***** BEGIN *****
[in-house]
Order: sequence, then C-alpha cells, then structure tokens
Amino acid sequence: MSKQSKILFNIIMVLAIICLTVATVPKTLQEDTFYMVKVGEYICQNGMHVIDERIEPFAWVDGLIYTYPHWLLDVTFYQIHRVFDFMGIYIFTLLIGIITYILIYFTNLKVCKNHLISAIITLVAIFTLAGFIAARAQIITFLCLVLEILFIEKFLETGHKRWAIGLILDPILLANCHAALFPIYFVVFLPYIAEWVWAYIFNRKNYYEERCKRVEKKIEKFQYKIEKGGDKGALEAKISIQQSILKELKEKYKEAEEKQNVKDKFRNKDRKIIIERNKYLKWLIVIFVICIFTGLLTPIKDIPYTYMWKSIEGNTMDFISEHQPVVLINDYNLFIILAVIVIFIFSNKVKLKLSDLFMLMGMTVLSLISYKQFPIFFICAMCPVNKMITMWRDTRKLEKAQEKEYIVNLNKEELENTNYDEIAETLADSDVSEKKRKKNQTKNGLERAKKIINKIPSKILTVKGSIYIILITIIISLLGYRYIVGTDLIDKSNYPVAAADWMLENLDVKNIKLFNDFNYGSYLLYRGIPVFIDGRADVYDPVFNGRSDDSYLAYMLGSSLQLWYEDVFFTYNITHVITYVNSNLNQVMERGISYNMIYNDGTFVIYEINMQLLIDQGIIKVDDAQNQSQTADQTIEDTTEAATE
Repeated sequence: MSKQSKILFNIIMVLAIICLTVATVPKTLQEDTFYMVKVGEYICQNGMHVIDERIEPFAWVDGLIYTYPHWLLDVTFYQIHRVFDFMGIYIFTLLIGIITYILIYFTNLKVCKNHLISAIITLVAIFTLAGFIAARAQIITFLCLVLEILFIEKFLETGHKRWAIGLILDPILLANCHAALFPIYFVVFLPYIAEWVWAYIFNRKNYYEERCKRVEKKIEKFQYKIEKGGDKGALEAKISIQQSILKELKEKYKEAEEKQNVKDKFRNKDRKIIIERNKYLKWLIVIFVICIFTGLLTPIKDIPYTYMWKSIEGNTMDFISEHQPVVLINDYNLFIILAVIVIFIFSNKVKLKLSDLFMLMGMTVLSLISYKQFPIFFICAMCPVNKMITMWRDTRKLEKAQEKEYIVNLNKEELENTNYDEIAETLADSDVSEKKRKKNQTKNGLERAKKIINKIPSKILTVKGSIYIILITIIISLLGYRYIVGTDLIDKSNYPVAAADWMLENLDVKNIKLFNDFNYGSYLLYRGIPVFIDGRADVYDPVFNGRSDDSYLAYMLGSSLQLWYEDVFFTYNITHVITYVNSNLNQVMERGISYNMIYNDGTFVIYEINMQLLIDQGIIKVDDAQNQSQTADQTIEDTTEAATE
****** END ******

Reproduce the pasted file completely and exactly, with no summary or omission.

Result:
[in-house]
Order: sequence, then C-alpha cells, then structure tokens
Amino acid sequence: MSKQSKILFNIIMVLAIICLTVATVPKTLQEDTFYMVKVGEYICQNGMHVIDERIEPFAWVDGLIYTYPHWLLDVTFYQIHRVFDFMGIYIFTLLIGIITYILIYFTNLKVCKNHLISAIITLVAIFTLAGFIAARAQIITFLCLVLEILFIEKFLETGHKRWAIGLILDPILLANCHAALFPIYFVVFLPYIAEWVWAYIFNRKNYYEERCKRVEKKIEKFQYKIEKGGDKGALEAKISIQQSILKELKEKYKEAEEKQNVKDKFRNKDRKIIIERNKYLKWLIVIFVICIFTGLLTPIKDIPYTYMWKSIEGNTMDFISEHQPVVLINDYNLFIILAVIVIFIFSNKVKLKLSDLFMLMGMTVLSLISYKQFPIFFICAMCPVNKMITMWRDTRKLEKAQEKEYIVNLNKEELENTNYDEIAETLADSDVSEKKRKKNQTKNGLERAKKIINKIPSKILTVKGSIYIILITIIISLLGYRYIVGTDLIDKSNYPVAAADWMLENLDVKNIKLFNDFNYGSYLLYRGIPVFIDGRADVYDPVFNGRSDDSYLAYMLGSSLQLWYEDVFFTYNITHVITYVNSNLNQVMERGISYNMIYNDGTFVIYEINMQLLIDQGIIKVDDAQNQSQTADQTIEDTTEAATE
Repeated sequence: MSKQSKILFNIIMVLAIICLTVATVPKTLQEDTFYMVKVGEYICQNGMHVIDERIEPFAWVDGLIYTYPHWLLDVTFYQIHRVFDFMGIYIFTLLIGIITYILIYFTNLKVCKNHLISAIITLVAIFTLAGFIAARAQIITFLCLVLEILFIEKFLETGHKRWAIGLILDPILLANCHAALFPIYFVVFLPYIAEWVWAYIFNRKNYYEERCKRVEKKIEKFQYKIEKGGDKGALEAKISIQQSILKELKEKYKEAEEKQNVKDKFRNKDRKIIIERNKYLKWLIVIFVICIFTGLLTPIKDIPYTYMWKSIEGNTMDFISEHQPVVLINDYNLFIILAVIVIFIFSNKVKLKLSDLFMLMGMTVLSLISYKQFPIFFICAMCPVNKMITMWRDTRKLEKAQEKEYIVNLNKEELENTNYDEIAETLADSDVSEKKRKKNQTKNGLERAKKIINKIPSKILTVKGSIYIILITIIISLLGYRYIVGTDLIDKSNYPVAAADWMLENLDVKNIKLFNDFNYGSYLLYRGIPVFIDGRADVYDPVFNGRSDDSYLAYMLGSSLQLWYEDVFFTYNITHVITYVNSNLNQVMERGISYNMIYNDGTFVIYEINMQLLIDQGIIKVDDAQNQSQTADQTIEDTTEAATE